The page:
While cancers have no known cure, some of them can be successfully treated with the combination of surgery and systematic therapy. In general, systemic/widespread chemotherapy is usually injected into the bloodstream to attempt to target cancer cells. Such procedure often imparts devastating side effects because cancer drugs are nonspecific in activity, and transporting them throughout the bloodstream further reduces their ability to target the right region. This means that they kill both healthy and unhealthy cells. It has been observed that the physiological conditions of the fluids around living cells can be characterized by pH, and the magnitude of pH around a living cell is different from cancerous cells. Moreover, a multiscale anatomy of carcinoma will reveal that the microstructure of cancer cells contains some characteristic elements such as specific biomarker receptors and DNA molecules that exclusively differentiate them from healthy cells. If these cancer specific ligands can be intercalated by some functional molecules supplied from an implantable patch, then the patch can be envisioned to serve as a complementary technology with current systemic therapy to enhance localized treatment efficiency, minimize excess injections/surgeries, and prevent tumor recurrence. The broader objective of our current research is to capture some fundamental insights of such drug delivery patch system. It is envisioned that the essential components of the device is nanodiamonds (ND), parylene buffer layer and doxorubicin (DOX) drugs. In its simplest form, self-assembled nanodiamonds - functionalized or pristine, and DOX molecules are contained inside parylene capsule. The efficient functioning of the device is characterized by its ability to precisely detect targets (cancer cells) and then to release drugs at a controlled manner. The fundamental science issues concerning the development of the ND-based device include: 1. A precise identification of the equilibrium structure and self assembled morphology of nanodiamonds, 2. Fundamental understanding of the drug adsorption and desorption process to and from NDs, and 3. The rate of drug release through the parylene buffers. The structure of the nanodiamond (ND) is crucial to the adsorption and desorption of drug molecules because it not only changes the self-assembly configuration but also alters the surface electrostatics. To date, the structure and electrostatics of NDs are not yet well understood. A density functional tight binding theory (DFTB) study on smaller [2] NDs suggests a facet dependent charge distributions on ND surfaces. These charges are estimated by Mulliken Analysis [1]. Using the charges for smaller NDs (∼valid for 1–3.3 nm dia ND) we first projected surface charges for larger (4–10 nm) truncated octahedral nanodiamonds (TOND), and it has been found that the [100] face and the [111] face contain positively and negatively charged atoms, respectively. These projected charges are then utilized to obtain the self assembled structure of pristine TONDs from Molecular Dynamics (MD) simulations [4] as shown in Fig. 1. The opposite charges on the [100] and [111] face invoked electrostatic attractions among the initially isolated NDs and a network of nanodiamond agglutinates are formed as evidenced in Fig. 1(b). This study confirms why as manufactured NDs are found in agglomerated form. The study also suggests that a large fraction of ND surfaces become unavailable for drug absorption as many of the [100] faces are coherently connected to [111] faces. As a result, it can be perceived that effective area for drug adsorption on ND surfaces will be less compared to theoretical prediction which suggests that a 4nm TOND may contain as high 360 drug molecules on its surface [5]. It has been observed that as manufactured NDs may contain a variety of functional groups, and currently, we are studying the mechanism of self-assembly for functionalized nanodiamonds so that we understand the role of functional groups. The next phase of calculation involves binding of the DOX to the NDs. Essentially, the understanding of drug absorption and desorption profile at a controlled rate to and from NDs is the most critical part of the device design. Some recent quantum calculation suggests that part of NDs and drug molecules contain opposite charges at their surfaces; it has been a natural interpretation that interactions between ND and drug molecules should be straight-forward — NDs should attract to drugs as soon as they come closure. Recent experiments [6], however, suggest that NDs usually do not interact with drug molecules in the presence of neutral solutions. Addition of NaCl in the solution improves the interaction dramatically. In the first part of the study, we [3–5] have studied the interaction of single DOX molecules with TOND surfaces via MD simulation. As shown in Fig. 2, this study suggests that DOX molecules first arrange them around the preferential sites on nanodiamonds (e.g. around the [111] face) and then spontaneously attach on the surface. It is also observed that only DOX molecule is attached per facets of TONDs. It can be noted that each TOND has 6 [100] face and 8 [111] faces. Figure 3 shows the energy minimization process during the DOX-ND interaction. It can be noted that these simulations have been performed in vacuum environment. In order to see how DOX interacts in solution media, another set of simulations have been conducted where “vacuum” environment have been replaced with solution media of different pH. Moreover, functionalization on the ND surfaces will create a different environment for the DOX molecules. Research is underway to capture the fundamental physics on the DOX loading and release to and from functionalized nanodiamonds. Once we understand the essential physics of drug loading and unloading, in the future we plan to model diffusion controlled drug release through ND coated film device by incorporating the multiscale science learned from the current study. Results from this study will provide fundamental insight on the definitive targeting of infected cells and high resolution controlling of drug molecules.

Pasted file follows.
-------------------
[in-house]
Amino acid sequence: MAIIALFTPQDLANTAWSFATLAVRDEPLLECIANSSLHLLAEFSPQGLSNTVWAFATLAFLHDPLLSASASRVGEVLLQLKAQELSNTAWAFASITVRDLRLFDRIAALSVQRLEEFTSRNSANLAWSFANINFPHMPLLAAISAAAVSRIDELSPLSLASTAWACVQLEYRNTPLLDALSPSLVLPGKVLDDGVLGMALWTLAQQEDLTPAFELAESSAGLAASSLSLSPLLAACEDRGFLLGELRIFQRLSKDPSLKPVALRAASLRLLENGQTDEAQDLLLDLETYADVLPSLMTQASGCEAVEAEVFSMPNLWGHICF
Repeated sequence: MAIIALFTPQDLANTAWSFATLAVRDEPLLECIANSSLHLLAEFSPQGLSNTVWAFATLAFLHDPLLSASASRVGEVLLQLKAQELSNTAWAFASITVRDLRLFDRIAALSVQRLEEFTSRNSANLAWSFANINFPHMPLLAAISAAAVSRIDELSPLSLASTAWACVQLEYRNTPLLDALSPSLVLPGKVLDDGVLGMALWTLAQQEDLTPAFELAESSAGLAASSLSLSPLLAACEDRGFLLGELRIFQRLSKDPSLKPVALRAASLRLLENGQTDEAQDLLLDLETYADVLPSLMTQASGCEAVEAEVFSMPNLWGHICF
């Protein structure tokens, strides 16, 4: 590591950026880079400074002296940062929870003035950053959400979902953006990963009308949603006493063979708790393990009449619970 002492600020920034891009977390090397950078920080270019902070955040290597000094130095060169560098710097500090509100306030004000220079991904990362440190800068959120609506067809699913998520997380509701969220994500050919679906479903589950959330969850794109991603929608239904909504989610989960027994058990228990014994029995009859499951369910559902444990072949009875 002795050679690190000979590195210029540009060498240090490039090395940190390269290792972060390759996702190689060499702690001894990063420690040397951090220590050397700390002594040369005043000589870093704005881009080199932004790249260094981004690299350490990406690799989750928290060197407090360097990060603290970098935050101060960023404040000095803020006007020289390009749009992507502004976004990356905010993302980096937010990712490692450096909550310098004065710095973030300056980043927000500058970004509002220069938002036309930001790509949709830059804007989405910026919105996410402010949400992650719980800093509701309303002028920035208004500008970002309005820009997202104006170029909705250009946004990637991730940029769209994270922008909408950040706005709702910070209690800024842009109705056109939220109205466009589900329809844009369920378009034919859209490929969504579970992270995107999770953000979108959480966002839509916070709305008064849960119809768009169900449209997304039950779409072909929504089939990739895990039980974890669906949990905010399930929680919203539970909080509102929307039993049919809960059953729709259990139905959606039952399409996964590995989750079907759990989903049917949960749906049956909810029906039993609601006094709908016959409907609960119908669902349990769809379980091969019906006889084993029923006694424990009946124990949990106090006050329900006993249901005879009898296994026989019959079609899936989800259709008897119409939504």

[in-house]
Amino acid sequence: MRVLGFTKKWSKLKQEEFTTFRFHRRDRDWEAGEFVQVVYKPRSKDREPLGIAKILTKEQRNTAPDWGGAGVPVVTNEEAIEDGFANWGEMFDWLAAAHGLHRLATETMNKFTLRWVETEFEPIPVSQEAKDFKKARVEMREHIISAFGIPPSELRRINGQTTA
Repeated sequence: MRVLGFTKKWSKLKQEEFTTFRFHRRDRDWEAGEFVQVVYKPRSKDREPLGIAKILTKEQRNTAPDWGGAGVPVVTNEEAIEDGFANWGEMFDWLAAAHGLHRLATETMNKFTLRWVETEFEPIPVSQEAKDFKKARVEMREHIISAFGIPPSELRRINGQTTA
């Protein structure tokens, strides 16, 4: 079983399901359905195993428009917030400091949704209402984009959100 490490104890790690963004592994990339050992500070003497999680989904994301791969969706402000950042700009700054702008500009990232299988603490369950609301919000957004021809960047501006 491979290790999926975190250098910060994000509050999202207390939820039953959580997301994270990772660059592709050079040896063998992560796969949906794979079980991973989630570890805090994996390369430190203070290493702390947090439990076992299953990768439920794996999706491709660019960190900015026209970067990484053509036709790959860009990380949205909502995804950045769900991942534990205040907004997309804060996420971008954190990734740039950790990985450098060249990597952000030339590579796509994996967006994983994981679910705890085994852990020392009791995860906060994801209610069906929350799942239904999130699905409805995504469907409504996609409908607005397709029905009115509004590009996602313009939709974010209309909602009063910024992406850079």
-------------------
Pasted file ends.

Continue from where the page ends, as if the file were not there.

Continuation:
This content is only available via PDF.
You do not currently have access to this content.